The three panellists then addressed the question of the most effective ways to influence policymakers in their own national contexts. 
The first to speak was Lavinia from Germany. The think tank – or ‘think and do tank’ she represents, Hochschulforum Digitalisierung, is funded by the federal ministry of higher education and focused on digital transformation. She set out four take-home messages arising from the pandemic ‘reset:

  • Collaboration is the key to success
  • Innovation requires the courage to take new and unusual paths
  • Participation and empowerment bring success in education
  • We need openness as an attitude and strategy, including clear strategies that are based on open-source systems and open educational resources.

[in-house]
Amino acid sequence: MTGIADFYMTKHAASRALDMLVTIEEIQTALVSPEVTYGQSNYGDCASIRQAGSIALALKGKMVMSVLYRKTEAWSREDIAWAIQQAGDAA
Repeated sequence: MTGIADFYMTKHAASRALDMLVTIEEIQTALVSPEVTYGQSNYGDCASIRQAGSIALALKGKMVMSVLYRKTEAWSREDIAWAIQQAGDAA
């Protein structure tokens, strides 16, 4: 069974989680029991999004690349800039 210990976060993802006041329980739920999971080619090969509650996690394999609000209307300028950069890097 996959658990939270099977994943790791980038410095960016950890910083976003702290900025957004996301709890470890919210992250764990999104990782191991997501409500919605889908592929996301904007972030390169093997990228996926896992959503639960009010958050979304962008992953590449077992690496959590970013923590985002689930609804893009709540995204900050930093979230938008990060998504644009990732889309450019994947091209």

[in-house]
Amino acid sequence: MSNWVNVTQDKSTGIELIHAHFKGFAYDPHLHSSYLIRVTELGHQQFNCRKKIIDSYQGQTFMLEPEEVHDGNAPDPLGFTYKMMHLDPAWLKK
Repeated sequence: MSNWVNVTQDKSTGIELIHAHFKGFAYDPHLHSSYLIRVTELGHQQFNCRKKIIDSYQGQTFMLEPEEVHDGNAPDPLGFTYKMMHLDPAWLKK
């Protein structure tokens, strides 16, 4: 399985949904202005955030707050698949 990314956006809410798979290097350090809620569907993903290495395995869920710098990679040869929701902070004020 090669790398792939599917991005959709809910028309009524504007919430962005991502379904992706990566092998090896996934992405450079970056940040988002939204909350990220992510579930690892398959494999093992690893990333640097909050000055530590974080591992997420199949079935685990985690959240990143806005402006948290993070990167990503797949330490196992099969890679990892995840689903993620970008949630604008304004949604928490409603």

The pandemic acted as an accelerator of trends that were already in progress in Germany. In one survey of academics in over 100 institutions, over 90% agreed that digital strategies have become a priority and over 60% that the pandemic has led to new strategic collaborations.  She described two examples of projects set up over the last two years: an open online course on digitisation strategies that involved over 500 people – academics, students and learning technologists – divided into 52 geographically-based ‘learning communities’ across Germany, and a Strategy Lab in which participants worked together to solve problems. One of the results of this had been a successful ‘day of teaching and learning’ held the previous day.  All the projects and programmes described had one thing in common: they have relied on collaboration, showing that it is, indeed, key.